He looks like Greg Oden with a jump shot. Ayton is 7-1, 250 pounds but moves better than most guards. Keep in mind: he posted these gargantuan numbers playing (mostly) out of position. Ristic eats into his interior territory, causing Ayton to drift on the perimeter more than he should. He constantly faces double teams and doesn’t have many great kickout options due to Arizona’s lack of depth.

He’s balled out in a suboptimal environment and is the only Wildcat with a defensive rating south of 100 – in other words, Ayton is keeping the defense afloat. Easy pick.

And here’s the report on Bagley.

F Marvin Bagley III, Duke

Bagley makes 20 and 10 look easy. The explosive lefty has an absurd rebounding radius and elite body control for his size. Bagley’s second and third jumps are more fluid than most players’ first. 50-50 balls are more like 80-20 if Bagley is in the zip code.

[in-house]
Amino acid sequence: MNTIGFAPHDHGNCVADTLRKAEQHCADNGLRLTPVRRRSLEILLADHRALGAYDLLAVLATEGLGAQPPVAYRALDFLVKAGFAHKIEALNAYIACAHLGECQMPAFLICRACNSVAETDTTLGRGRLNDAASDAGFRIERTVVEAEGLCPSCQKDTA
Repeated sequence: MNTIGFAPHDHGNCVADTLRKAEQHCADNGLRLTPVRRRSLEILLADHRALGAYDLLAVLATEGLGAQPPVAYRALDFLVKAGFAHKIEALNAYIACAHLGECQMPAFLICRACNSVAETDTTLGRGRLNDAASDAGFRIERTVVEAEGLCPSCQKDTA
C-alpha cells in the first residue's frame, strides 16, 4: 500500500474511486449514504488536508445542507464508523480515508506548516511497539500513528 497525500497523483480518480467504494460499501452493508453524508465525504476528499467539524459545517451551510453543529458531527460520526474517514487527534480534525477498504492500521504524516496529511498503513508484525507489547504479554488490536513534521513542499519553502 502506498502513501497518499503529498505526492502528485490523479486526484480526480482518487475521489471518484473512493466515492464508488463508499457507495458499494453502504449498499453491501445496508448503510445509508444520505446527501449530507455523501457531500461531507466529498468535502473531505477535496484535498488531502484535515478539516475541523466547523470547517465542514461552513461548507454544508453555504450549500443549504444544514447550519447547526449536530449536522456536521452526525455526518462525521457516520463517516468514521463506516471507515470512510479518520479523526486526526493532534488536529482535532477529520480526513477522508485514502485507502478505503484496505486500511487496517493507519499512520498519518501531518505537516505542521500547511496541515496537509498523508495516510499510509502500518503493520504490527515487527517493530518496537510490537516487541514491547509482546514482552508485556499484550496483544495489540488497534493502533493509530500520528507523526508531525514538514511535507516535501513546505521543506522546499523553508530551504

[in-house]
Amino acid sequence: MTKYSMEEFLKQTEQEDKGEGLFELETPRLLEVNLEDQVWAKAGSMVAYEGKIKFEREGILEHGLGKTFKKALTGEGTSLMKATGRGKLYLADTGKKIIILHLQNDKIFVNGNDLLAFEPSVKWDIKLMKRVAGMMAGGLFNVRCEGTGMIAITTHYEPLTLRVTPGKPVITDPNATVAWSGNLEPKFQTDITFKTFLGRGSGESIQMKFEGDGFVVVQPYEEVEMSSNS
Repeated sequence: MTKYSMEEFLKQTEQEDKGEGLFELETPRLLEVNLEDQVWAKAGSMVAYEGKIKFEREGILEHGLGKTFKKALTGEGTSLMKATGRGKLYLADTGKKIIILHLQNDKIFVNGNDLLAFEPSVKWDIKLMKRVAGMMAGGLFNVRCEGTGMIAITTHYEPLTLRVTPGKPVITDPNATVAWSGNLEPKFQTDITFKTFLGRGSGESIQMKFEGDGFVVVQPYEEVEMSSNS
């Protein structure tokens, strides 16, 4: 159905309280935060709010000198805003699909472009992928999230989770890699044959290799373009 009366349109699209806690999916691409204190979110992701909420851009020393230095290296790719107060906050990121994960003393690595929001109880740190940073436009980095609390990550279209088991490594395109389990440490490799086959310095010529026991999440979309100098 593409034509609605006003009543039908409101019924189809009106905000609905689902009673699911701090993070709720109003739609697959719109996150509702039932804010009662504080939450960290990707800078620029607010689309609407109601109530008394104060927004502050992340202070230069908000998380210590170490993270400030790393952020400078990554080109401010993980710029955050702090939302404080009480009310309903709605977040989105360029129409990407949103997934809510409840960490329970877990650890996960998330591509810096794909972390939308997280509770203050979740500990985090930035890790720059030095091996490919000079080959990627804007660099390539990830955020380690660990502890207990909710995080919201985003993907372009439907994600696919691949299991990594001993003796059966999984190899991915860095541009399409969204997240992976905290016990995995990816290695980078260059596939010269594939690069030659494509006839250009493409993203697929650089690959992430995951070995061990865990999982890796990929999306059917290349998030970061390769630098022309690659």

He’s averaging 21.1 points and 11.5 rebounds on 61 percent shooting for the Blue Devils. A possession ending in a Bagley shot attempt is almost guaranteed to be a quality one; it’s rare for a post player to be able to create his own offense, but that’s Bagley’s specialty.

So is offensive rebounding, and punking foes on the glass is Duke’s new identity. The Blue Devils retrieve 39 percent of their own misses, tops in the country. A reason to like Duke in the NCAA tournament: outside shooting can be fluky from game to game, but offensive rebounding travels everywhere. Bagley claims 14 percent of Duke’s misses by himself when he’s on the floor, a monster clip.

The ACC Player of the Year should have a big tournament.

Wendell Carter Jr. and Jaren Jackson Jr. were not mentioned among the best prospects in March. They were appreciated, for sure, but neither was the best player on his team.

But then the basketball offseason began.

By draft time, they had almost caught up to Ayton and Bagley on the draft boards, but not quite.